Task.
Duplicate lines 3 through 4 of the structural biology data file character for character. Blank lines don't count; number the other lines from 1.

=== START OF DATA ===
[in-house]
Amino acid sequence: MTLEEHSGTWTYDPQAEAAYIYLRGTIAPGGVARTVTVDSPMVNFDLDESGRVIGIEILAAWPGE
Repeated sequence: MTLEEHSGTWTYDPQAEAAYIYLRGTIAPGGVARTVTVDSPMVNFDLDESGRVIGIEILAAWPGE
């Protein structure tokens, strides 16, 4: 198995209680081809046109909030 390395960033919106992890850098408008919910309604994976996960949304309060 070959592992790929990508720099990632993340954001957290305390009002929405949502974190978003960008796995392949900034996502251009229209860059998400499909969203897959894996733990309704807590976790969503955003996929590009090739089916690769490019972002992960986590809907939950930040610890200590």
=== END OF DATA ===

Repeated sequence: MTLEEHSGTWTYDPQAEAAYIYLRGTIAPGGVARTVTVDSPMVNFDLDESGRVIGIEILAAWPGE
């Protein structure tokens, strides 16, 4: 198995209680081809046109909030 390395960033919106992890850098408008919910309604994976996960949304309060 070959592992790929990508720099990632993340954001957290305390009002929405949502974190978003960008796995392949900034996502251009229209860059998400499909969203897959894996733990309704807590976790969503955003996929590009090739089916690769490019972002992960986590809907939950930040610890200590």